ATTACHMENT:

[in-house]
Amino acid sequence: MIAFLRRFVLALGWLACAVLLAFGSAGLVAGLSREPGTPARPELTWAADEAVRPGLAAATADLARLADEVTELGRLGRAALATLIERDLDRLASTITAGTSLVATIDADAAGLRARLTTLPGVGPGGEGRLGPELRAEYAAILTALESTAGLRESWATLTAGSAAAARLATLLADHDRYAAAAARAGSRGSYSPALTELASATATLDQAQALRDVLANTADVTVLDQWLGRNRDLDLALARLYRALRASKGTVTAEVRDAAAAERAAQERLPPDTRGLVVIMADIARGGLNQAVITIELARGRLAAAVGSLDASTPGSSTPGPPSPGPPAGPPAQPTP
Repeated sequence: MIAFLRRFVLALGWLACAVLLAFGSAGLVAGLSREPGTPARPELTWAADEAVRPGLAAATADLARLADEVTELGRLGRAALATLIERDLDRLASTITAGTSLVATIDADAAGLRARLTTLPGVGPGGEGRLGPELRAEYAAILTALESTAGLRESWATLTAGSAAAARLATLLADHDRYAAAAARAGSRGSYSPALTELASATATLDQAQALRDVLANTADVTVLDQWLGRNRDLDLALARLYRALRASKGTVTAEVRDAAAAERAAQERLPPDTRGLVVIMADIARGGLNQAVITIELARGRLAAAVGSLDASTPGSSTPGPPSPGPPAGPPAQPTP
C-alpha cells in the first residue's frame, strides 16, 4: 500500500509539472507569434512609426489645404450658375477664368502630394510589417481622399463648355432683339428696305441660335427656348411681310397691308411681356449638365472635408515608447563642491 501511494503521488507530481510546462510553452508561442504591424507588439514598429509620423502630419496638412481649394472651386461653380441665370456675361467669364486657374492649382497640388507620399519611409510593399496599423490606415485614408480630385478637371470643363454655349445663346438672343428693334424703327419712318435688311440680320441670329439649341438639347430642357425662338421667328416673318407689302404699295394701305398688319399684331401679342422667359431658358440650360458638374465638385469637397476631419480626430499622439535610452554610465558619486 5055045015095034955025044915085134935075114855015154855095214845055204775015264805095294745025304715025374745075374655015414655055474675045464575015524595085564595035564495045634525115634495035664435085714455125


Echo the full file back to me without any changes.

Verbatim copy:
[in-house]
Amino acid sequence: MIAFLRRFVLALGWLACAVLLAFGSAGLVAGLSREPGTPARPELTWAADEAVRPGLAAATADLARLADEVTELGRLGRAALATLIERDLDRLASTITAGTSLVATIDADAAGLRARLTTLPGVGPGGEGRLGPELRAEYAAILTALESTAGLRESWATLTAGSAAAARLATLLADHDRYAAAAARAGSRGSYSPALTELASATATLDQAQALRDVLANTADVTVLDQWLGRNRDLDLALARLYRALRASKGTVTAEVRDAAAAERAAQERLPPDTRGLVVIMADIARGGLNQAVITIELARGRLAAAVGSLDASTPGSSTPGPPSPGPPAGPPAQPTP
Repeated sequence: MIAFLRRFVLALGWLACAVLLAFGSAGLVAGLSREPGTPARPELTWAADEAVRPGLAAATADLARLADEVTELGRLGRAALATLIERDLDRLASTITAGTSLVATIDADAAGLRARLTTLPGVGPGGEGRLGPELRAEYAAILTALESTAGLRESWATLTAGSAAAARLATLLADHDRYAAAAARAGSRGSYSPALTELASATATLDQAQALRDVLANTADVTVLDQWLGRNRDLDLALARLYRALRASKGTVTAEVRDAAAAERAAQERLPPDTRGLVVIMADIARGGLNQAVITIELARGRLAAAVGSLDASTPGSSTPGPPSPGPPAGPPAQPTP
C-alpha cells in the first residue's frame, strides 16, 4: 500500500509539472507569434512609426489645404450658375477664368502630394510589417481622399463648355432683339428696305441660335427656348411681310397691308411681356449638365472635408515608447563642491 501511494503521488507530481510546462510553452508561442504591424507588439514598429509620423502630419496638412481649394472651386461653380441665370456675361467669364486657374492649382497640388507620399519611409510593399496599423490606415485614408480630385478637371470643363454655349445663346438672343428693334424703327419712318435688311440680320441670329439649341438639347430642357425662338421667328416673318407689302404699295394701305398688319399684331401679342422667359431658358440650360458638374465638385469637397476631419480626430499622439535610452554610465558619486 5055045015095034955025044915085134935075114855015154855095214845055204775015264805095294745025304715025374745075374655015414655055474675045464575015524595085564595035564495045634525115634495035664435085714455125